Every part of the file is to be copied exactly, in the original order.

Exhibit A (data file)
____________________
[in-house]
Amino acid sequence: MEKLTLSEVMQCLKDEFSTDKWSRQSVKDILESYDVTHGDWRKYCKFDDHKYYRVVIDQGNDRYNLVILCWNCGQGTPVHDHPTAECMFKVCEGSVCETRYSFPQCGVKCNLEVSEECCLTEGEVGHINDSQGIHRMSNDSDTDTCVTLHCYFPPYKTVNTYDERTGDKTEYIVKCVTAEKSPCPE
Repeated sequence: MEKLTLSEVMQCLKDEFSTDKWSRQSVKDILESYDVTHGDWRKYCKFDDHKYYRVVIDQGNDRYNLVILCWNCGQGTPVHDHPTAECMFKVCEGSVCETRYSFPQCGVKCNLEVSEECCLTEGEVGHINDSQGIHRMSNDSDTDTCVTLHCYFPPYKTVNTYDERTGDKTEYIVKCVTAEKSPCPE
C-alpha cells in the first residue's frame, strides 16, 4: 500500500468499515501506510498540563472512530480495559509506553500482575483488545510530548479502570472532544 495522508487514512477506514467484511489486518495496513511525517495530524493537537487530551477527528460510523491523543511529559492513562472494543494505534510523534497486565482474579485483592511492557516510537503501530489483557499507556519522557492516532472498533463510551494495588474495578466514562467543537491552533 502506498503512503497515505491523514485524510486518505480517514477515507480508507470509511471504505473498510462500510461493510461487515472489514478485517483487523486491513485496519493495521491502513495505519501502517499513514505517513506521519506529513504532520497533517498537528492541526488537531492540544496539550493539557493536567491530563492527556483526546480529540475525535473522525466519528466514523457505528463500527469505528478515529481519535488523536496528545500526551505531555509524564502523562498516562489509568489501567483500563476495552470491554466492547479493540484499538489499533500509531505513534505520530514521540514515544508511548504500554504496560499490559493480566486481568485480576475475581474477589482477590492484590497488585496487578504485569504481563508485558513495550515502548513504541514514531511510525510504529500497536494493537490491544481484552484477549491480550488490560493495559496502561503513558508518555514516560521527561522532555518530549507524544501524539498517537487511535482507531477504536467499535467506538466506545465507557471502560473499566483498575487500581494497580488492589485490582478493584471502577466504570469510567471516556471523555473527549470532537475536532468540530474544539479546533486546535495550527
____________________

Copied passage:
[in-house]
Amino acid sequence: MEKLTLSEVMQCLKDEFSTDKWSRQSVKDILESYDVTHGDWRKYCKFDDHKYYRVVIDQGNDRYNLVILCWNCGQGTPVHDHPTAECMFKVCEGSVCETRYSFPQCGVKCNLEVSEECCLTEGEVGHINDSQGIHRMSNDSDTDTCVTLHCYFPPYKTVNTYDERTGDKTEYIVKCVTAEKSPCPE
Repeated sequence: MEKLTLSEVMQCLKDEFSTDKWSRQSVKDILESYDVTHGDWRKYCKFDDHKYYRVVIDQGNDRYNLVILCWNCGQGTPVHDHPTAECMFKVCEGSVCETRYSFPQCGVKCNLEVSEECCLTEGEVGHINDSQGIHRMSNDSDTDTCVTLHCYFPPYKTVNTYDERTGDKTEYIVKCVTAEKSPCPE
C-alpha cells in the first residue's frame, strides 16, 4: 500500500468499515501506510498540563472512530480495559509506553500482575483488545510530548479502570472532544 495522508487514512477506514467484511489486518495496513511525517495530524493537537487530551477527528460510523491523543511529559492513562472494543494505534510523534497486565482474579485483592511492557516510537503501530489483557499507556519522557492516532472498533463510551494495588474495578466514562467543537491552533 502506498503512503497515505491523514485524510486518505480517514477515507480508507470509511471504505473498510462500510461493510461487515472489514478485517483487523486491513485496519493495521491502513495505519501502517499513514505517513506521519506529513504532520497533517498537528492541526488537531492540544496539550493539557493536567491530563492527556483526546480529540475525535473522525466519528466514523457505528463500527469505528478515529481519535488523536496528545500526551505531555509524564502523562498516562489509568489501567483500563476495552470491554466492547479493540484499538489499533500509531505513534505520530514521540514515544508511548504500554504496560499490559493480566486481568485480576475475581474477589482477590492484590497488585496487578504485569504481563508485558513495550515502548513504541514514531511510525510504529500497536494493537490491544481484552484477549491480550488490560493495559496502561503513558508518555514516560521527561522532555518530549507524544501524539498517537487511535482507531477504536467499535467506538466506545465507557471502560473499566483498575487500581494497580488492589485490582478493584471502577466504570469510567471516556471523555473527549470532537475536532468540530474544539479546533486546535495550527